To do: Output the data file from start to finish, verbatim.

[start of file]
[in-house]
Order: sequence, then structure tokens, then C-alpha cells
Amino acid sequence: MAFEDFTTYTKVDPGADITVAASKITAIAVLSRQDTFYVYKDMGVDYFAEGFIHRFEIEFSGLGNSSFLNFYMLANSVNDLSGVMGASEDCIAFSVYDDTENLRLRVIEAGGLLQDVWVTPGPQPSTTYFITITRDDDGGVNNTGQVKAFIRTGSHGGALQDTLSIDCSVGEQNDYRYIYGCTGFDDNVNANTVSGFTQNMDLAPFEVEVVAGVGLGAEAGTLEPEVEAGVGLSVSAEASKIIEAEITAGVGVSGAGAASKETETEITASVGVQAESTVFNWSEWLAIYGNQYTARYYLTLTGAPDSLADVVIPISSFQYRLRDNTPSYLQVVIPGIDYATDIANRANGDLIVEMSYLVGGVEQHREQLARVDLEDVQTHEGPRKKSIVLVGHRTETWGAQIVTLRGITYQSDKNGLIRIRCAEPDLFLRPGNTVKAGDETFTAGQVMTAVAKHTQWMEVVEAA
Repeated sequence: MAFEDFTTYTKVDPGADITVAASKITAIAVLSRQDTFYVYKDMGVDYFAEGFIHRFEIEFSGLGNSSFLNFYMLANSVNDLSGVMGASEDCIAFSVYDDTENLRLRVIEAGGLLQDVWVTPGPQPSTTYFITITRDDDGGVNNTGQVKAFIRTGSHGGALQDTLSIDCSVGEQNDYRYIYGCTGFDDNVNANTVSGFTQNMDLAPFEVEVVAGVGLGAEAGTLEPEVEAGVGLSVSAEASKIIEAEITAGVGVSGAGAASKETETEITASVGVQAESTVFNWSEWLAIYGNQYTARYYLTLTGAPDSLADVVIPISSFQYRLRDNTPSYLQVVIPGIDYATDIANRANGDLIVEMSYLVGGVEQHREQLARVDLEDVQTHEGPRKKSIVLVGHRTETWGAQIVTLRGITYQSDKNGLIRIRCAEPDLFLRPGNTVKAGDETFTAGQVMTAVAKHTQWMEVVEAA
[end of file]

[in-house]
Order: sequence, then structure tokens, then C-alpha cells
Amino acid sequence: MAFEDFTTYTKVDPGADITVAASKITAIAVLSRQDTFYVYKDMGVDYFAEGFIHRFEIEFSGLGNSSFLNFYMLANSVNDLSGVMGASEDCIAFSVYDDTENLRLRVIEAGGLLQDVWVTPGPQPSTTYFITITRDDDGGVNNTGQVKAFIRTGSHGGALQDTLSIDCSVGEQNDYRYIYGCTGFDDNVNANTVSGFTQNMDLAPFEVEVVAGVGLGAEAGTLEPEVEAGVGLSVSAEASKIIEAEITAGVGVSGAGAASKETETEITASVGVQAESTVFNWSEWLAIYGNQYTARYYLTLTGAPDSLADVVIPISSFQYRLRDNTPSYLQVVIPGIDYATDIANRANGDLIVEMSYLVGGVEQHREQLARVDLEDVQTHEGPRKKSIVLVGHRTETWGAQIVTLRGITYQSDKNGLIRIRCAEPDLFLRPGNTVKAGDETFTAGQVMTAVAKHTQWMEVVEAA
Repeated sequence: MAFEDFTTYTKVDPGADITVAASKITAIAVLSRQDTFYVYKDMGVDYFAEGFIHRFEIEFSGLGNSSFLNFYMLANSVNDLSGVMGASEDCIAFSVYDDTENLRLRVIEAGGLLQDVWVTPGPQPSTTYFITITRDDDGGVNNTGQVKAFIRTGSHGGALQDTLSIDCSVGEQNDYRYIYGCTGFDDNVNANTVSGFTQNMDLAPFEVEVVAGVGLGAEAGTLEPEVEAGVGLSVSAEASKIIEAEITAGVGVSGAGAASKETETEITASVGVQAESTVFNWSEWLAIYGNQYTARYYLTLTGAPDSLADVVIPISSFQYRLRDNTPSYLQVVIPGIDYATDIANRANGDLIVEMSYLVGGVEQHREQLARVDLEDVQTHEGPRKKSIVLVGHRTETWGAQIVTLRGITYQSDKNGLIRIRCAEPDLFLRPGNTVKAGDETFTAGQVMTAVAKHTQWMEVVEAA